Although only the first anniversary of the death is commemorated, Filipinos remember all of their ancestors’ deaths at their cemetery sites on All Saints’ Day (November 1) and All Souls’ Day (November 2). (November 2).




Female family members traditionally spend the entire day making an elaborate dinner in honour of the departed person, which is subsequently shared by the entire family.


Additionally, incense sticks are lit in honour and memory of the deceased person. Because it is not uncommon for a family to celebrate numerous gi each year, the ritual also acts as a time for families to reunite, similar to the Vietnamese new year, Tt. Those who inherit the family estates, usually the deceased’s most senior patrilineal descendant, are responsible for the rituals.


Certain traditional Vietnamese meals (especially desserts) are specifically cooked during death anniversary banquets in Vietnamese culture. In addition, the favourite meals of the individual being remembered are prepared. Chicken, beloved meat in Vietnam, is frequently prepared as well. Small stuffed glutinous rice flour balls wrapped in leaves known as bánh t are a popular delicacy in Central Vietnam. Because preparing so many intricate foods takes so much time, some families opt to buy or pay caterers to cook certain dishes. A soft-boiled egg is also commonly prepared and then delivered to the oldest grandson.


Sri Lanka


Death anniversaries are regularly observed in Sri Lanka after seven days, three months, and one year.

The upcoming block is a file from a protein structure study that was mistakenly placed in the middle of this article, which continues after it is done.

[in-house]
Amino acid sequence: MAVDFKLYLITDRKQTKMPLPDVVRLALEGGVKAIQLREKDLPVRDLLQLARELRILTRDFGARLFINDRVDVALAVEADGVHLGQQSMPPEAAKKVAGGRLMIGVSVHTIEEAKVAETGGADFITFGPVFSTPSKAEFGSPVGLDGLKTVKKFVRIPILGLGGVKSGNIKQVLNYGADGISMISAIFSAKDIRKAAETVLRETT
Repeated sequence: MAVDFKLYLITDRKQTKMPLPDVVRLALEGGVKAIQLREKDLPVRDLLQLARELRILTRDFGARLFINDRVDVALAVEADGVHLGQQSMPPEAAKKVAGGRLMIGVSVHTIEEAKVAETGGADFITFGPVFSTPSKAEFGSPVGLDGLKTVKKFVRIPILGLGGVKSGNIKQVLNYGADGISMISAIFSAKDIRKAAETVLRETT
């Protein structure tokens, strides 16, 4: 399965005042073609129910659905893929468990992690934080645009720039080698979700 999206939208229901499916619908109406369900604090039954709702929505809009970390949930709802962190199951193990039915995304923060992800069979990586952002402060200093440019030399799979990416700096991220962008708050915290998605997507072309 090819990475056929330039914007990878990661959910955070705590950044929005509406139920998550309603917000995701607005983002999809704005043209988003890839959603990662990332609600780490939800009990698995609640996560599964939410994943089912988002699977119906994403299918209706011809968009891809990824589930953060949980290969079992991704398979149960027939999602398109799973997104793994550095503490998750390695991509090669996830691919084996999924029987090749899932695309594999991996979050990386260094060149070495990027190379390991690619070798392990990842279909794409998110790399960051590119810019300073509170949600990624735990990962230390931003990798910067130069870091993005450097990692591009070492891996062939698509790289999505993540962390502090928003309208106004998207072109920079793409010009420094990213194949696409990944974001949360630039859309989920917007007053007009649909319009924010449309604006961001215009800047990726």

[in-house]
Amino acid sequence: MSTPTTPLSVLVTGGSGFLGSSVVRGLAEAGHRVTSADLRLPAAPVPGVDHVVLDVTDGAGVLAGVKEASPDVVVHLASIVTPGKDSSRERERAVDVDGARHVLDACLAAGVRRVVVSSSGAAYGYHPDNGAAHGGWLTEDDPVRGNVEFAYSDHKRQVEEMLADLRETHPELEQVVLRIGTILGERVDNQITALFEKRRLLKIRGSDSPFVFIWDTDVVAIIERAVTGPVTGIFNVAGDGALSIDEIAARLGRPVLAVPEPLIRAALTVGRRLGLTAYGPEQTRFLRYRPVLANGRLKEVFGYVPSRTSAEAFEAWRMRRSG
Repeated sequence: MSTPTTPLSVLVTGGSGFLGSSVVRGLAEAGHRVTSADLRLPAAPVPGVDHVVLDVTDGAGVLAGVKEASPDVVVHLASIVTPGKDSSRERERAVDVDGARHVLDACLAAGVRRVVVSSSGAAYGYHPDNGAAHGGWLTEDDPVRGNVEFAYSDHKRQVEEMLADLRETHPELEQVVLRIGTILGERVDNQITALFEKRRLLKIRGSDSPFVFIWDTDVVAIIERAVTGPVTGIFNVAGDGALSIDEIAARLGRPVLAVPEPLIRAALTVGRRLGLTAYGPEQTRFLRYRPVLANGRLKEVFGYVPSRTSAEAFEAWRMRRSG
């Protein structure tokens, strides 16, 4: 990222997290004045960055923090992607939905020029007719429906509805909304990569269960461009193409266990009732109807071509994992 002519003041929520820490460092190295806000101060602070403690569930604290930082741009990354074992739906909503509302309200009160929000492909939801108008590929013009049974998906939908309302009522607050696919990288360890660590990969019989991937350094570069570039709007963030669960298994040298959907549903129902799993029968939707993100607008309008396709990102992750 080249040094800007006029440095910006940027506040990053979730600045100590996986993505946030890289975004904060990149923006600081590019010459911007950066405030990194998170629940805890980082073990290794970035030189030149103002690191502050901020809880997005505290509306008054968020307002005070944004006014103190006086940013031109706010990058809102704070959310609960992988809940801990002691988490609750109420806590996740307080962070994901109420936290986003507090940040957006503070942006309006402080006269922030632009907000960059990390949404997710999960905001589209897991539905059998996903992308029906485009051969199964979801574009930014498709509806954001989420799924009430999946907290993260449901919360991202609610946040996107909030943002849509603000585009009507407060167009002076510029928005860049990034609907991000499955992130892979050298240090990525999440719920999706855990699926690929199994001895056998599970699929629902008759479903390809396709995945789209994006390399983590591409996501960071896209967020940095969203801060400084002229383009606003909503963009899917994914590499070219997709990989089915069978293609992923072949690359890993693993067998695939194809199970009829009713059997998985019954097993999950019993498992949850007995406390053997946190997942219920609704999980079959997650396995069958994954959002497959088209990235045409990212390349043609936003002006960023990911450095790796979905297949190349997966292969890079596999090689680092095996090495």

They invite a Buddhist monk, neighbours, and relatives to their home at night after 7 days (nearly 7 pm). With Buddhist teachings, the monk offers to advise the populace. It is known as “Dharma Dna” in Sinhalese. Following that, they serve food to the guests who have been invited. After that day, they bring food to the temple or some people host almsgiving for monks at their homes. Buddhists believe that by doing so, they will receive merit.


They do the same for three months and a year. Some people invite monks to their homes late at night and host a Pirith chanting session. On the three-month anniversary of a person’s death, this is a frequent practice.


You can find solace in revisiting a specific area you frequented with your loved one on their death anniversary. This might be a place where you spent a lot of time together or where you simply had some memorable moments. It could be a cafe, a beach, a hiking trail, or a vacation place.


Being present in a physical location that meant something to you both might be a tangible method to remember priceless shared moments. Soak up the ambience and let the sights and sounds transport you back in time.


For those who were a significant part of the dead person’s life, the anniversary of their death is usually a day of mourning and contemplation. A death anniversary can be painful, but it also provides an opportunity to reflect. It’s an opportunity to reflect on the happy and humorous experiences you shared with your special someone, and to express gratitude for the good times.



A death anniversary might be commemorated in a variety of ways. Today is a day to honour and thank your loved ones for the gift they have given you, as well as to honour and thank them for the life they have led, in any way that feels appropriate.